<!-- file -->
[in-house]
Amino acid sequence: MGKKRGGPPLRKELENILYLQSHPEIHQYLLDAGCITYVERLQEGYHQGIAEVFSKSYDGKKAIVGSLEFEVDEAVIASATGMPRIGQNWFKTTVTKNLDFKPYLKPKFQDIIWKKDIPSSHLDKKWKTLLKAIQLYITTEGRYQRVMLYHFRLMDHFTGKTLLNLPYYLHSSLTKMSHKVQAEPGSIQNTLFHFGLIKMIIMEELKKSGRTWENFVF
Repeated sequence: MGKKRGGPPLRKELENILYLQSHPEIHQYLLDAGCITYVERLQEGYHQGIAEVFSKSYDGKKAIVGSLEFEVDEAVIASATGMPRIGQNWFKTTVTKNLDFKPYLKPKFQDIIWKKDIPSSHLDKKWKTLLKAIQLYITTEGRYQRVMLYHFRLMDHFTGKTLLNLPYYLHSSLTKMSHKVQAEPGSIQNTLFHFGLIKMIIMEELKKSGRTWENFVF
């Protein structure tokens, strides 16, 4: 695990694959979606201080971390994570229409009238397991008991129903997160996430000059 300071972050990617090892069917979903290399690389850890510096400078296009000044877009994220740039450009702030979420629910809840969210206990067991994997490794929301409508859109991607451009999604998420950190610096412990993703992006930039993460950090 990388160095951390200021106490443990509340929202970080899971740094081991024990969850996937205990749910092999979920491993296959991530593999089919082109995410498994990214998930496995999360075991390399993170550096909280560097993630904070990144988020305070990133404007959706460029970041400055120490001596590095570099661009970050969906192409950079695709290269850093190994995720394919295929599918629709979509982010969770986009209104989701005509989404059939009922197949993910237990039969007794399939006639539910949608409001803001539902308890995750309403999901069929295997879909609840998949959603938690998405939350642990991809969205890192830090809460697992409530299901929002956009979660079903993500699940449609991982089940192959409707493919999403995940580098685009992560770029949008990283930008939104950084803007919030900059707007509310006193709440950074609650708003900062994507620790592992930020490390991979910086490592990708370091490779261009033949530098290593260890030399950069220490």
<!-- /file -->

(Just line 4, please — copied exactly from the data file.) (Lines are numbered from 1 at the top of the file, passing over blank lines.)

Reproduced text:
């Protein structure tokens, strides 16, 4: 695990694959979606201080971390994570229409009238397991008991129903997160996430000059 300071972050990617090892069917979903290399690389850890510096400078296009000044877009994220740039450009702030979420629910809840969210206990067991994997490794929301409508859109991607451009999604998420950190610096412990993703992006930039993460950090 990388160095951390200021106490443990509340929202970080899971740094081991024990969850996937205990749910092999979920491993296959991530593999089919082109995410498994990214998930496995999360075991390399993170550096909280560097993630904070990144988020305070990133404007959706460029970041400055120490001596590095570099661009970050969906192409950079695709290269850093190994995720394919295929599918629709979509982010969770986009209104989701005509989404059939009922197949993910237990039969007794399939006639539910949608409001803001539902308890995750309403999901069929295997879909609840998949959603938690998405939350642990991809969205890192830090809460697992409530299901929002956009979660079903993500699940449609991982089940192959409707493919999403995940580098685009992560770029949008990283930008939104950084803007919030900059707007509310006193709440950074609650708003900062994507620790592992930020490390991979910086490592990708370091490779261009033949530098290593260890030399950069220490």